I used QB in the early 90's, but I seem to have forgotten most of what I knew then. I have just installed QB 4.5 on XP and I get QB in a short 640 wide window that's too small to work in. I've set the pif to "maximum", but the window stays at 640.

How can I get QB on a full screen?

12 Years
Discussion Span
Last Post by LarryBrown

Something to the effect of...

LEFT CLICK on the upper-left corner of the window...
on the pop-up menu, select Properties...
on the dialog, CLICK the Screen tab...
CLICK the "Full-screen" radio button...
"Apply" button....
"OK" button...

that is it...


I have the same problem. I have tried what you suggested but all I get is a blank screen, no signal input to my monitor. I have to ctr-alt-del to regain my desktop and then right-click QBASIC in the taskbar to exit.

I also get the same situation with "SCREEN 12". Because of this problem, I've pretty much ignored an graphics commands in the tutorials I've been learning from.

Solutions? Ideas?

I operate WINXP Pro on a fairly up to date computer. I use an NVidea GForce FX 5900 graphics card with updated drivers, the signal flowing to an older Hitachi 21" monitor in good repair.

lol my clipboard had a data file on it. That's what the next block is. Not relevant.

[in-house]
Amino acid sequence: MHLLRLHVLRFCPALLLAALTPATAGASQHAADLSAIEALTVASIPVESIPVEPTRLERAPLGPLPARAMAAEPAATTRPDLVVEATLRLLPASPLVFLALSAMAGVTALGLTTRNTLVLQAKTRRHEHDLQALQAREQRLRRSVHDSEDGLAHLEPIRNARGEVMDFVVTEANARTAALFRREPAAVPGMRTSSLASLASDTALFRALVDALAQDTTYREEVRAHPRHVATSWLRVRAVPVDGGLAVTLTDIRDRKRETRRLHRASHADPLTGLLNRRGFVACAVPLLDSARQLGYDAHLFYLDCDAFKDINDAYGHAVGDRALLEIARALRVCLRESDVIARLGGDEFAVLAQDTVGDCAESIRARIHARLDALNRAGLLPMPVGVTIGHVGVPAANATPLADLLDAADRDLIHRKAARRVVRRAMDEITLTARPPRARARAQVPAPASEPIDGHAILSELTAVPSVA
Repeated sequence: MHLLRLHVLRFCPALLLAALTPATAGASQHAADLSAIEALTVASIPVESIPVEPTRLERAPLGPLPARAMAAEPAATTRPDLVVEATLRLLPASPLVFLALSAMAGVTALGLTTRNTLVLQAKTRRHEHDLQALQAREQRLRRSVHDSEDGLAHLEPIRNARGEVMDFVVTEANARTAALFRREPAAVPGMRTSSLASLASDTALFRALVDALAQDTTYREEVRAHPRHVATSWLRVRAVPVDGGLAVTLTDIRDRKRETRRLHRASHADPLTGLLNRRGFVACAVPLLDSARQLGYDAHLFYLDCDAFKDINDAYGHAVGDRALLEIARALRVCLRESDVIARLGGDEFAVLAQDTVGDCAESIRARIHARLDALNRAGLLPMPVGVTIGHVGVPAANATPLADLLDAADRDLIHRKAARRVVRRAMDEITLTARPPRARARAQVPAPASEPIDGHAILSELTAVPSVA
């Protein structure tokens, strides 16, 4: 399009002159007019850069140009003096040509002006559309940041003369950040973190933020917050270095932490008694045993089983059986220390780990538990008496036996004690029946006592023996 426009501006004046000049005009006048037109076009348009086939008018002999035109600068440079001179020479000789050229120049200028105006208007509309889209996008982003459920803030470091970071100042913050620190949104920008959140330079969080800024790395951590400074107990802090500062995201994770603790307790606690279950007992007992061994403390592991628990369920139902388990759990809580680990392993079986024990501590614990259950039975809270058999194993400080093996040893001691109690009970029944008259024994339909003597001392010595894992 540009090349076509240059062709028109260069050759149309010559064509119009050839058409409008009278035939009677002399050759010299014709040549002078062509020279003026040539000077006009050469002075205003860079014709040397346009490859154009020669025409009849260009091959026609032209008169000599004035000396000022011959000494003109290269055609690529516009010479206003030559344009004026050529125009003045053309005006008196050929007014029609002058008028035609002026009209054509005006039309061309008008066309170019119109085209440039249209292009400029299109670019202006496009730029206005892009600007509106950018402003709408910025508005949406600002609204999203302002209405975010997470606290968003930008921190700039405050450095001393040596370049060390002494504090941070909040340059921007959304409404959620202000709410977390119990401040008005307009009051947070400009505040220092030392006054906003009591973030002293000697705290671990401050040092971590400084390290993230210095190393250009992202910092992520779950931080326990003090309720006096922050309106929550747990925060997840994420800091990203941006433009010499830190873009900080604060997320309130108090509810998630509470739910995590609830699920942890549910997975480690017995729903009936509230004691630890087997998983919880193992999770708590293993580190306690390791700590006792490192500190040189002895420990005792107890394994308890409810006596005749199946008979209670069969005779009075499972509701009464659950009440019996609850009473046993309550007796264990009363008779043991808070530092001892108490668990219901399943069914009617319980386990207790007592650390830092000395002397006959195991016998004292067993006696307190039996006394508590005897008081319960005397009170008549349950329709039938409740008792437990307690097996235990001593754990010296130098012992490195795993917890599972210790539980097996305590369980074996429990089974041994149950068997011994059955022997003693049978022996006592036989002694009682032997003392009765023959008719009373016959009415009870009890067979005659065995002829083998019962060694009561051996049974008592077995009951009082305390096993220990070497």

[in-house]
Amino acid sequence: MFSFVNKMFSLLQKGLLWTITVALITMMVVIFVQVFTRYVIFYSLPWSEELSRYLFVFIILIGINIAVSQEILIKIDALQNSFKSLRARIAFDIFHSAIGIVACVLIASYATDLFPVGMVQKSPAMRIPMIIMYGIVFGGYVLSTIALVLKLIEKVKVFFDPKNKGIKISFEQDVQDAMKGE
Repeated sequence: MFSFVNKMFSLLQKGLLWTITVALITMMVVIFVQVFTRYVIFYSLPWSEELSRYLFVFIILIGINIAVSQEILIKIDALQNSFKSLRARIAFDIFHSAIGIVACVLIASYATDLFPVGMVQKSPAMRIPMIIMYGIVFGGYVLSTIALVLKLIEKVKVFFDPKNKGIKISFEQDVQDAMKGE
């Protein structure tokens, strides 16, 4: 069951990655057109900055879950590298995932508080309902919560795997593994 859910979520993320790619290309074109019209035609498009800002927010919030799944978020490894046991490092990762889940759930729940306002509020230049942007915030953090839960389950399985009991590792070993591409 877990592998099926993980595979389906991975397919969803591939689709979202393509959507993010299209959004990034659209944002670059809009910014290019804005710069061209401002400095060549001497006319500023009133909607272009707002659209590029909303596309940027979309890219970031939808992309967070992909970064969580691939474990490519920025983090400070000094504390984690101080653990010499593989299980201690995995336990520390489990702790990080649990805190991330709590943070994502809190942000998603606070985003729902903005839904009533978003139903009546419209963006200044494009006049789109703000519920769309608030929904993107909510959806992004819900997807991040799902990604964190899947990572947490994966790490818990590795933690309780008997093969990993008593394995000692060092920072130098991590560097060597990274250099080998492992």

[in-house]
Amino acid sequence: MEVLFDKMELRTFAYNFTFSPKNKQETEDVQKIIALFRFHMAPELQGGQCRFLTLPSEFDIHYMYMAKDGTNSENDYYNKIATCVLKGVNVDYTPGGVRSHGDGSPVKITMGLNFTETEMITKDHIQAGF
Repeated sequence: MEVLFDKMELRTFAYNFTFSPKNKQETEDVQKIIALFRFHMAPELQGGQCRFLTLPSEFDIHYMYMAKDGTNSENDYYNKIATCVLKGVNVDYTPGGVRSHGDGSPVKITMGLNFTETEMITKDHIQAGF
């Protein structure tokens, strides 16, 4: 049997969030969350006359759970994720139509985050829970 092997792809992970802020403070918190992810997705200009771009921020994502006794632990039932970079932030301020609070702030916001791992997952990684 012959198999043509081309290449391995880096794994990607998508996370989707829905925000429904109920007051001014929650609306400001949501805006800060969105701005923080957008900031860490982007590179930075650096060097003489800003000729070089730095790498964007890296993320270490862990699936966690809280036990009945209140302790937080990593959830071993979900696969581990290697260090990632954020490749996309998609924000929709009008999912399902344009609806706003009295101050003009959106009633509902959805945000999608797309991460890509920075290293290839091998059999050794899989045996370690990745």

Using the default PIF settings, once you open the program in a window all you have to do is hit

<alt> + <enter>

and it will switch to full screen mode.

Now, if you have changed the default settings for the command windows, you will need to recreate the desktop icon, or set the properties back to the default.

One other issue with this could be the display adapter that powers the monitor. Depending on the importance of the application, you can uninstall the adapter and use the windows default adapter. THIS PROCESS ALSO WORKS WITH WINDOWS VISTA!


said someone 18 months later, with the person originally asking the question long gone and never been back...


Jwenting and others that object to adding to old threads don't seem to understand that more people than just the original poster might be interested in the topic of the thread. In today's googlefied web, a thread lives forever. As long as people have information to add to the thread I don't see why anyone should object. I am googling this thread in 2010, three years after jwenting objected to adding anything to it, and it answered my question and was helpful to me. What's wrong with that?

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